November 26, 2019 - by Simone Ulmer
The intact human immune system works as precise as a clockwork: it repels infections and cancer cells without harming the otherwise healthy organism. But if the immune system is not intact, those affected are usually dependent on medical help. Many patients with genetically-caused primary immunodeficiency disorders (PIDs) suffer from a lack of antibodies (primary antibody deficiency), which are normally produced in so-called B cells. As a result, they are susceptible to infections, but also to autoimmune and autoinflammatory diseases. Recently, an international team of researchers has succeeded in deciphering an essential molecular process in the B cells of a subgroup of affected patients – thus enabling tailored and more efficient treatment.
Increased cell respiration due to mutation
The researchers, led by Christoph Hess and Mike Recher, both professors at the Department of Biomedicine of the University of Basel and the University Hospital of Basel as well as at the University of Cambridge, have taken a close look at the cellular metabolism of B cells in PID. They found that in these patients, the power plants of the cell – the so-called mitochondria – exhibit increased cellular respiration. In the affected patients, researchers also found a mutation in the germ line of the protein SDHA, which is a key component of the respiratory chain of the cell.
Co-author Olivier Bignucolo from the University of Lausanne used the Swiss National Supercomputing Centre (CSCS) supercomputer "Piz Daint" to visualize the molecular dynamics of SDHA in these cells. Bignucolo is first assistant at the Department of Pharmacology and Toxicology and a computational structural biologist specialized in molecular dynamic simulations. Using "Piz Daint" and a special software, Bignucolo attempted to clarify the cause of the increased cellular respiration in the B cells from these patients. "Molecular dynamic simulations complement conventional imaging techniques perfectly, as they enable the analysis of the biological system over time at the atomic level," Bignucolo notes. “The behaviour of ions, water and any ligand are assessed together with the proteins of interest.” Using simulations, the researchers were able to describe a modified network of atomic interactions caused by SDHA mutations.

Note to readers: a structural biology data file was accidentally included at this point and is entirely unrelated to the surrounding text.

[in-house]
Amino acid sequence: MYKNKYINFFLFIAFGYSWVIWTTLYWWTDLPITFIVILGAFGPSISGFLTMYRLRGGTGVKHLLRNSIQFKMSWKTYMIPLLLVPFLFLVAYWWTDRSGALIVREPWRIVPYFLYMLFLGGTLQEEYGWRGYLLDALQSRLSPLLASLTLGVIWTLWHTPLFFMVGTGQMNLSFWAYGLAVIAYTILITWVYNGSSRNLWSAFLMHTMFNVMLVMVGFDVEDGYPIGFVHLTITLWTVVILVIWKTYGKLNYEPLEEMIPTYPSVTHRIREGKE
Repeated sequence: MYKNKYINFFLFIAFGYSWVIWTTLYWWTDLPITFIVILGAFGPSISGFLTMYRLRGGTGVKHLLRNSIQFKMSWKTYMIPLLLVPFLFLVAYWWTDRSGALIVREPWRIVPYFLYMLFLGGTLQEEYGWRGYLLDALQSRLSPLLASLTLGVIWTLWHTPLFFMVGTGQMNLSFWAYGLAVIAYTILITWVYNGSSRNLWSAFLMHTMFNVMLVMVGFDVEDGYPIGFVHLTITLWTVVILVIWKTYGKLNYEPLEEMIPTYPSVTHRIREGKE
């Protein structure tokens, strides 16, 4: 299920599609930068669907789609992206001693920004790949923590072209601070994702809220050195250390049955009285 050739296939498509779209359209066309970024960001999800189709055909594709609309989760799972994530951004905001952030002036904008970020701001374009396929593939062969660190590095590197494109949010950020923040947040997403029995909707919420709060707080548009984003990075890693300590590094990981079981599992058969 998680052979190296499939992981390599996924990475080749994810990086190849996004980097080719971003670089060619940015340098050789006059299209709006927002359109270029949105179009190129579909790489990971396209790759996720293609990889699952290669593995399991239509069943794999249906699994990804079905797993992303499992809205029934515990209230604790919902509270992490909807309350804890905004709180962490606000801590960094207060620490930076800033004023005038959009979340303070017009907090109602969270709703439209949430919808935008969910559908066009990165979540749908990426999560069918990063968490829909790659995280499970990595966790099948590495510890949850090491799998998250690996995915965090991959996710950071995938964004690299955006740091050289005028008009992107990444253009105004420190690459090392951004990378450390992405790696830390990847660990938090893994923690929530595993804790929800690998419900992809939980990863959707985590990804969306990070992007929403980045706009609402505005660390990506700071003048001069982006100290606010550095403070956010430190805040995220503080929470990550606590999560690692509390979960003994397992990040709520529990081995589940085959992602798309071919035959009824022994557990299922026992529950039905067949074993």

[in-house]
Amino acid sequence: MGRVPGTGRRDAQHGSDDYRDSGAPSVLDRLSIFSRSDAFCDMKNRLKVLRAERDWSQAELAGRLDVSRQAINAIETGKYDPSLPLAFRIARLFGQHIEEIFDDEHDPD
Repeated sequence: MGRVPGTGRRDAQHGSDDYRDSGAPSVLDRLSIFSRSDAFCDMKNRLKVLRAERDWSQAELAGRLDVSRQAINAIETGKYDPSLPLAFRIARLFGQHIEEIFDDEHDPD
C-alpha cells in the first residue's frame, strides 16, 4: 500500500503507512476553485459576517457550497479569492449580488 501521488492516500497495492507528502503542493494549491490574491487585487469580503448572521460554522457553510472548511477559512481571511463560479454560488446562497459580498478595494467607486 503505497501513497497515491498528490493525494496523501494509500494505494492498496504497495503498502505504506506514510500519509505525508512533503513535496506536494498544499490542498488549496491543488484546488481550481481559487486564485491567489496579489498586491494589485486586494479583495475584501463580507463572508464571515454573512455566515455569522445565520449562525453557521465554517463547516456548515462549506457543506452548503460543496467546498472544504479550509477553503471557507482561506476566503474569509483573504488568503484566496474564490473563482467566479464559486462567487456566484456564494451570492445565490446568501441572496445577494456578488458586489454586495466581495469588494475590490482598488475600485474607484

Disturbed respiratory chain promotes inflammatory reactions
The simulations showed that the mutation of the protein SDHA enhances its interaction with SDHB, thus augmenting the activity of the respiratory chain and driving accumulation of a certain salt (fumarate), which in turn activates a signalling cascade leading to the production of so-called cytokines which ultimately cause inflammatory reactions. On the basis of these results, the researchers were able to treat one patient with an antibody to specifically block a key inflammation mediator (cytokine) triggered by the increased interaction of the two proteins SDHA and SDHB. This treatment reduced systematic inflammation and the patient's condition improved, according to the scientists. "The decoding of such processes not only clarifies basic biological mechanisms, but also enables more targeted treatments or the production of drugs with fewer side effects," emphasises the physician Christoph Hess.
Enhanced SDHA/SDHB interactions in the mutant
The video highlights the interaction between SDHB (blue) and SDHA (green): on the right hand the wild type, left the mutated SDHA. The coloured spheres representing the interacting atoms: carbon, oxygen and nitrogen. The interactions between the mutated variant of SDHA and SDHB left lasts significantly longer.
Burgener, A et al. SDHA gain-of-function engages inflammatory mitochondrial retrograde signaling via KEAP1–Nrf2. Nature Immunology 20, 1311–1321 (2019) doi:10.1038/s41590-019-0482-2